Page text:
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They call themselves the Blackbirds. Kwanzaa Browne, Indigo Abdulrahaman, Destiny Jones, and Ericka Stockwell are four best friends who are closer than sisters and will go to the ends of the earth for one another. Yet even their deep bond can't heal all wounds from their individual pasts as the collegiate and postcollegiate women struggle with their own demons, drama, and desires.
Trying to forget her cheating ex-fiancé, Kwanzaa becomes entangled with a wicked one-night stand - a man who turns out to be one in five million. Indigo is in an endless on-again, off-again relationship with her footballer boyfriend, and in her time between dysfunctional relationships she pursues other naughty desires. Destiny, readjusting to normal life, struggles to control her own anger after avenging a deep wrong landed her in juvi while at the same time trying to have her first real relationship - one she has initiated using an alias to hide her past from her lover. Divorced Ericka is in remission from cancer and trying to deal with two decades of animosity with her radical mother while keeping the desperate crush she has always had on Destiny's father a secret...a passion with an older man that just may be reciprocated.
As the women try to overcome - or give in to - their impulses, they find not only themselves tested but the one thing they always considered unbreakable: their friendship.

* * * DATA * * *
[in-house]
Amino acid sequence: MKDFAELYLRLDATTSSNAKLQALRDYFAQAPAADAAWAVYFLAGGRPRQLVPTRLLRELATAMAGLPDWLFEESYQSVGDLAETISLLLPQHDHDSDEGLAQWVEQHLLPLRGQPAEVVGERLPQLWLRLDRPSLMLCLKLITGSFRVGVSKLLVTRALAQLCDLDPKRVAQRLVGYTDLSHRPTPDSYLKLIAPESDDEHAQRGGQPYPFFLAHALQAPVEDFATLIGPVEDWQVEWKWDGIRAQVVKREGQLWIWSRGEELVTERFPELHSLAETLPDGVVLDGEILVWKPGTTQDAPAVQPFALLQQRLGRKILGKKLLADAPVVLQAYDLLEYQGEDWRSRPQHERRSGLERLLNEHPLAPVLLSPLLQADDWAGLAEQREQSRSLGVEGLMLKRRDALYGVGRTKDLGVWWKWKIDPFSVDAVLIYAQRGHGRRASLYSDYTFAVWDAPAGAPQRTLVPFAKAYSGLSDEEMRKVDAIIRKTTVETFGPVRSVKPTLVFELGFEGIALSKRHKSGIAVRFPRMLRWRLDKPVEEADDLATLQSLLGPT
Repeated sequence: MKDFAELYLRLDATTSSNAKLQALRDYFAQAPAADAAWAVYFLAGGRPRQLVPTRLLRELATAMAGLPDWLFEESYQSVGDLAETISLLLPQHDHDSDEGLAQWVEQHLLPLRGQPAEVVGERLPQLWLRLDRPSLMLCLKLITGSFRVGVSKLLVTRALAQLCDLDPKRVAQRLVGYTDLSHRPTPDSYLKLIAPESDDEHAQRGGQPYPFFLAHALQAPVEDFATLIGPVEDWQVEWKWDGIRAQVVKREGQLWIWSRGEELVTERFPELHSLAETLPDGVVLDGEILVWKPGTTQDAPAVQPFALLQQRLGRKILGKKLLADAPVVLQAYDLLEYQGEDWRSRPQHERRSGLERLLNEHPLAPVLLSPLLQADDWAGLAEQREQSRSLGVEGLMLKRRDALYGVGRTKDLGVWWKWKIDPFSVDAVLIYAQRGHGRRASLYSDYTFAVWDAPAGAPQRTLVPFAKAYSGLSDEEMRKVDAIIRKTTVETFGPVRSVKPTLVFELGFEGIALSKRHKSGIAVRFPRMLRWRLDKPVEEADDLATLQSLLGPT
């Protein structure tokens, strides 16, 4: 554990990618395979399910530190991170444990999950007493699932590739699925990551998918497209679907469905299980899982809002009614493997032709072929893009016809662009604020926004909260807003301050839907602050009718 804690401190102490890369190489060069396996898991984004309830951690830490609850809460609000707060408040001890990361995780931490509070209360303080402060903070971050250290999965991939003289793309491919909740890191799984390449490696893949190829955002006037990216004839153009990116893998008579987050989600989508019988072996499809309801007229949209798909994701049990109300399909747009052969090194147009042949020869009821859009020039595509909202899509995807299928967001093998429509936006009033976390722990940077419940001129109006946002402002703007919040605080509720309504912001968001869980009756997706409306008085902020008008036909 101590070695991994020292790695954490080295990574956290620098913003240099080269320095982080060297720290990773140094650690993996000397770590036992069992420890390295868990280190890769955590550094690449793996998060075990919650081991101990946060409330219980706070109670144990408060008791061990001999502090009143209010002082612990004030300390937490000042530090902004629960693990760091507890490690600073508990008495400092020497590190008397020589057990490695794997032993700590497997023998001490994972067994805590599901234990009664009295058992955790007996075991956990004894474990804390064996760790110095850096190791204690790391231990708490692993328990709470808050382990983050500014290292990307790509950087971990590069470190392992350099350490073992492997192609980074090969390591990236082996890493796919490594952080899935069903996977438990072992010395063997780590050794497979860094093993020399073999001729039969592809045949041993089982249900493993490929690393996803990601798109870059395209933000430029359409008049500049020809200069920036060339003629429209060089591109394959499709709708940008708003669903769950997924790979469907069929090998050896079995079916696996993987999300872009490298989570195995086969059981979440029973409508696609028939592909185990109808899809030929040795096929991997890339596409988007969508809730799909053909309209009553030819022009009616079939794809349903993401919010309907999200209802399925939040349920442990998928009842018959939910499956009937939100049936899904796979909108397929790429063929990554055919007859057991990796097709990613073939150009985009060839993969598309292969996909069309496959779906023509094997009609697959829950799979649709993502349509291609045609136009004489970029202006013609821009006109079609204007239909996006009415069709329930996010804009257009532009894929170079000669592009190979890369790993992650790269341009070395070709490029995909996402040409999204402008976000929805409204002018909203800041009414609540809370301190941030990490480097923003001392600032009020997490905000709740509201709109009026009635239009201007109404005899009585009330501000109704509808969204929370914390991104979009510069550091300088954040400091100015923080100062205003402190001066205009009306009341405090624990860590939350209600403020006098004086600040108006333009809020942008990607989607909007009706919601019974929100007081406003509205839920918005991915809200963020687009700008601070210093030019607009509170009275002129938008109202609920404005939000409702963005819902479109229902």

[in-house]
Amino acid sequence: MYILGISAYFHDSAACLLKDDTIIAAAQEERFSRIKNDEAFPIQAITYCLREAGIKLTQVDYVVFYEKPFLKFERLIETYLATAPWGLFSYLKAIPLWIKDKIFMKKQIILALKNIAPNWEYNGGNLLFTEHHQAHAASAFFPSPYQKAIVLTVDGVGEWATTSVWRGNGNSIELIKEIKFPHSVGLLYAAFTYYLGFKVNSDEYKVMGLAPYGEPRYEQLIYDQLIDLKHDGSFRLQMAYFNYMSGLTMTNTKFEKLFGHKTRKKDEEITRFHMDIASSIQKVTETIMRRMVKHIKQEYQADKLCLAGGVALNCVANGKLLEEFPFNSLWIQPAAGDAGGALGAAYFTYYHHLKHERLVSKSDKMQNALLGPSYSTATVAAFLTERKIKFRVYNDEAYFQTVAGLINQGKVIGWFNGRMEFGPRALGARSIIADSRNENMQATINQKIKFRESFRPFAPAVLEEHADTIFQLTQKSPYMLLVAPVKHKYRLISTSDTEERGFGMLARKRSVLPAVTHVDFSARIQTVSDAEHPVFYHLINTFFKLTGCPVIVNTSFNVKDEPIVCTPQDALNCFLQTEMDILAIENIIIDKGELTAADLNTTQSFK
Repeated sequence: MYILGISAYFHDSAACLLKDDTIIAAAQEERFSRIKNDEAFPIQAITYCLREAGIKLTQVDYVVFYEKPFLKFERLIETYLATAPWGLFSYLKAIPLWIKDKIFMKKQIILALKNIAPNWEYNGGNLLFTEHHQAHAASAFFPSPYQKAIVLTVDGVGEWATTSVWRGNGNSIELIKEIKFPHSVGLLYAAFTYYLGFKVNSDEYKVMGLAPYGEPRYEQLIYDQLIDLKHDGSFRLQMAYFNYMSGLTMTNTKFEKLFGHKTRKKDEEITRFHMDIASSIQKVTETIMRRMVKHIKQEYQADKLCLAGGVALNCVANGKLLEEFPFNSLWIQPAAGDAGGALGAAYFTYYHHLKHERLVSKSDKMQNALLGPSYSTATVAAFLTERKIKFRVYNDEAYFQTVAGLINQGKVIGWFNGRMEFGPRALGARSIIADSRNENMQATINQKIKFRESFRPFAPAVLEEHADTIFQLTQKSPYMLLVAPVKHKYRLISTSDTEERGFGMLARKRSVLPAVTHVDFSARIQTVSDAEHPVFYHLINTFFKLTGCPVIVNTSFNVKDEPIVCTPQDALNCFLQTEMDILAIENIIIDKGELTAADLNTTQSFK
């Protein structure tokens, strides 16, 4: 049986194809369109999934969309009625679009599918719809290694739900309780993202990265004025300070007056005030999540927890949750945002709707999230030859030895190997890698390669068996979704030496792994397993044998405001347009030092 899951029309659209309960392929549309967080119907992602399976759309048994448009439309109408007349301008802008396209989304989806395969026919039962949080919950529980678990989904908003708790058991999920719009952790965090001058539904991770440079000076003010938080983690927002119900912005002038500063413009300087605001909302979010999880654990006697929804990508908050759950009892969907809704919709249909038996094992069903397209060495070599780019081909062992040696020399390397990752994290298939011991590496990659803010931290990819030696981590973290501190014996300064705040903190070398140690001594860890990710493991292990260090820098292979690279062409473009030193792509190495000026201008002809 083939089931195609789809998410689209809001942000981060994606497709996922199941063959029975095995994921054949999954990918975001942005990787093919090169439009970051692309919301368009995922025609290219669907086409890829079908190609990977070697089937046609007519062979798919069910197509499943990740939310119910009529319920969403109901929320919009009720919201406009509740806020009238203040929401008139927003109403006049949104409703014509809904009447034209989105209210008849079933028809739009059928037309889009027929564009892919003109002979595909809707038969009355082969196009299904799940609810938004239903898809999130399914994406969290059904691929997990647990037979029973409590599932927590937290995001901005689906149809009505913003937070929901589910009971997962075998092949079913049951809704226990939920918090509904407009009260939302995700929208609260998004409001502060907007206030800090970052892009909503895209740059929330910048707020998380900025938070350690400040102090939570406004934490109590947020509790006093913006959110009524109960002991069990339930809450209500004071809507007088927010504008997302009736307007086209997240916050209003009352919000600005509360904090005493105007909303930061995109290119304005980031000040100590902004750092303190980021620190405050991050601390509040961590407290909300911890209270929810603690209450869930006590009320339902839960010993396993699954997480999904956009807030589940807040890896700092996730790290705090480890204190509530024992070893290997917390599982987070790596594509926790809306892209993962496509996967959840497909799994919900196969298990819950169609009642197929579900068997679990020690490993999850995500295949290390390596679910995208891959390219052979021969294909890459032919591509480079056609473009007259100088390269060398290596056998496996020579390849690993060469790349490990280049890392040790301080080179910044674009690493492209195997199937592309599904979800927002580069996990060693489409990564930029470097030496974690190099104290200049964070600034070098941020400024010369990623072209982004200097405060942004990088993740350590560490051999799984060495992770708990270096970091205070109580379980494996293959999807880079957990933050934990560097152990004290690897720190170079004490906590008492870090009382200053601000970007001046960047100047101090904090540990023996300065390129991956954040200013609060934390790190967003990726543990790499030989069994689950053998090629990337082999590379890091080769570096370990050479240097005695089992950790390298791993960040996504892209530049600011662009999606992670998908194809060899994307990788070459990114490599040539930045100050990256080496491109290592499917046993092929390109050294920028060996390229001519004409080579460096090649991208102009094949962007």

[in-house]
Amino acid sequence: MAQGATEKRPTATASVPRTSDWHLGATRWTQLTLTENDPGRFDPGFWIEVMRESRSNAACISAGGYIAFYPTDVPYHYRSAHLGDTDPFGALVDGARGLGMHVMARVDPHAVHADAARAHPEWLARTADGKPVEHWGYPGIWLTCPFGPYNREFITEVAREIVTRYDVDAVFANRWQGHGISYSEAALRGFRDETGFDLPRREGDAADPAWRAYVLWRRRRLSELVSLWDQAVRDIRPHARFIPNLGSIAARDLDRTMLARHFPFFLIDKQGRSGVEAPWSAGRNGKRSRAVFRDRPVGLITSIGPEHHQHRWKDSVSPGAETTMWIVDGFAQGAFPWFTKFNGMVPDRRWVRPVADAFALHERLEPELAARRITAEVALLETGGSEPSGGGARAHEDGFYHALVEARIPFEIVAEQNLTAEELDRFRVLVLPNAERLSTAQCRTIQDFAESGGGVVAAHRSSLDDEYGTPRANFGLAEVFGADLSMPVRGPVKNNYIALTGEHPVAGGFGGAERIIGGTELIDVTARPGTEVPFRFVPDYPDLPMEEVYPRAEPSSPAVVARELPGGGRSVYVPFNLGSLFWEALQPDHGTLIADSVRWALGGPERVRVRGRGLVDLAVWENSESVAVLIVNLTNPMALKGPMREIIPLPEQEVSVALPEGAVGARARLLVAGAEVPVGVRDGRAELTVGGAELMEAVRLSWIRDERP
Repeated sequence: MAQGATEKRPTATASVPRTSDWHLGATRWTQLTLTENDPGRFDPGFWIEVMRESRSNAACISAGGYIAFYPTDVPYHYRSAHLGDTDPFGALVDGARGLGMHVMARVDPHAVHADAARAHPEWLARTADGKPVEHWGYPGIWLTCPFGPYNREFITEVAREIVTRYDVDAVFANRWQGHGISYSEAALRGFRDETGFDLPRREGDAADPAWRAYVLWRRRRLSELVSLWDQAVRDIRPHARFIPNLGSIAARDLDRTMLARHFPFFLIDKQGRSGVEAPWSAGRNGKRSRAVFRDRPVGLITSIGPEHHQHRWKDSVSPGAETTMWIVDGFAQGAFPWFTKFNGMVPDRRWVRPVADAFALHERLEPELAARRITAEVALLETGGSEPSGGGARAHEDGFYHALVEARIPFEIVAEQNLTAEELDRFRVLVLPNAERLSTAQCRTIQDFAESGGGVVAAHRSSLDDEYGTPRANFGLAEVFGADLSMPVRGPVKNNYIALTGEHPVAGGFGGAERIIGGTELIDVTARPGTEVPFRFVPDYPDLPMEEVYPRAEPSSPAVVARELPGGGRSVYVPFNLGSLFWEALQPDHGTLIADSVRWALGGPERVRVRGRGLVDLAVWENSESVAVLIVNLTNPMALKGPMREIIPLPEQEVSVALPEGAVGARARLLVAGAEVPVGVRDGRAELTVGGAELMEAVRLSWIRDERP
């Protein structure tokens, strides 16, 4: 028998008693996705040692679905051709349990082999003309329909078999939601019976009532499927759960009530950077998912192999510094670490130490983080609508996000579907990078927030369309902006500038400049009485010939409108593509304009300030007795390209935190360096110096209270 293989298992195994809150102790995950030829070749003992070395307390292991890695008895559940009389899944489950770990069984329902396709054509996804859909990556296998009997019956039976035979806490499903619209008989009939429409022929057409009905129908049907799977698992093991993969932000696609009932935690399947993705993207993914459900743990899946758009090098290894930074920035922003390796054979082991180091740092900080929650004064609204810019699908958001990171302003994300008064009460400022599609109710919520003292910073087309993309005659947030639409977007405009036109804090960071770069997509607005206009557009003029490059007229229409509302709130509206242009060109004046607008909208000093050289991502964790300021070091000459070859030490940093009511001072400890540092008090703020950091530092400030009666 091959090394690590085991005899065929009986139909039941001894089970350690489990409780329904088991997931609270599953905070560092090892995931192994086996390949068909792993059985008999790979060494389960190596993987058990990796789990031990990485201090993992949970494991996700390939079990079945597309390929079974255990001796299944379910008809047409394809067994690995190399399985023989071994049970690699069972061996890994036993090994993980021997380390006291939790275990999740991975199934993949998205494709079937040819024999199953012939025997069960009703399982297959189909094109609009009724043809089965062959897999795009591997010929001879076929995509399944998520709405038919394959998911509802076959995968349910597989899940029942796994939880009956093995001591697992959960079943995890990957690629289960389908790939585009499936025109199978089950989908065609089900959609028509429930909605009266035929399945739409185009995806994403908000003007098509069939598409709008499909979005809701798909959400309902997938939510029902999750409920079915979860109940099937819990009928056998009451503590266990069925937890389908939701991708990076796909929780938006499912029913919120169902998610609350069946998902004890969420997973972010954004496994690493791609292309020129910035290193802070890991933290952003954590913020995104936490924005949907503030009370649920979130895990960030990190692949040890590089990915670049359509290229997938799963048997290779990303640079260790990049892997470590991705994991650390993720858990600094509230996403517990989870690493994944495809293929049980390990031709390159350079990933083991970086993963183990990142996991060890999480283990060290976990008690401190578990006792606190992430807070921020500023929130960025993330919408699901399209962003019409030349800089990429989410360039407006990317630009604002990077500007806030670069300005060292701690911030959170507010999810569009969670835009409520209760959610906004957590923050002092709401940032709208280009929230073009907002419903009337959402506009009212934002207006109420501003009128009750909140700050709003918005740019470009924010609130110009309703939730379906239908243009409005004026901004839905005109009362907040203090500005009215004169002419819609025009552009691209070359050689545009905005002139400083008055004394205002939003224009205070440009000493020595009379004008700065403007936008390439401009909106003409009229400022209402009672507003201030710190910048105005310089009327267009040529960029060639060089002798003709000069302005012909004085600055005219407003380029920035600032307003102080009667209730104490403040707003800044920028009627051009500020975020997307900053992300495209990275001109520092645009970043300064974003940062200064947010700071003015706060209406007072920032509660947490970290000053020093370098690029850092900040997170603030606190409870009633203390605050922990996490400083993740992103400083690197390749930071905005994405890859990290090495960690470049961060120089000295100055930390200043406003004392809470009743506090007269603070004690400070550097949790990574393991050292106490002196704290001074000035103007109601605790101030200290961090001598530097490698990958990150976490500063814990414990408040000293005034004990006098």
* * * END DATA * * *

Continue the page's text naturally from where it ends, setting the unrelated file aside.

Customer ReviewsMost Helpful
By Ezinwanyi on 04-29-16
Reminded me of Sex and the City or Girlfriends
Eric Jerome Dickey has a powerful command of his portrayal of relationships. It was very relatable and emotionally gripping. I laughed at some parts, shook my head sometimes and I cried at parts. This book was like Sex and the City or Girlfriends. This plot revolved around a sisterhood featuring Kwanzaa Browne, Destiny Jones, Ericka Stockwell and Indigo Abdulrahaman. These best friends have seen each other through various phases of their lives and now they have made a pact to celebrate each friend in a special way on their respective birthdays.
The narrator took awhile to grow on me because her Indigo voice felt comically fake but I eventually got comfortable enough that it didn't affect my enjoyment of the storyline.
The love the ladies had for each other really made this story endearing. The author writes really memorable characters and this one was no exception. I love the resolution in the conflicts each character was dealing with and felt each woman was in a much stronger place emotionally than they were at the beginning of the book. My only complaint, which is a consistent one with this author’s book, is the length. It was too long and it would have been even more powerful with a trim.
This story will still command your attention from page 1. If you want The Girlfriends experience, then pick up this audiobook now.
7 of 7 people found this review helpful
By D. Barbara S. on 10-28-16
I love EJD books and have read every single one of them via hard copy. This is my first audiobook by him. This is so disappointing. For 35+ agonizing chapters of listening to the narrator's voice. She tried to make the girls sound young as oppose to mature women yet Indigo sounded like an African man - very harsh. There was no feminist to her. I rated the performance a 1 bc I couldn't give it a zero.
5 of 5 people found this review helpful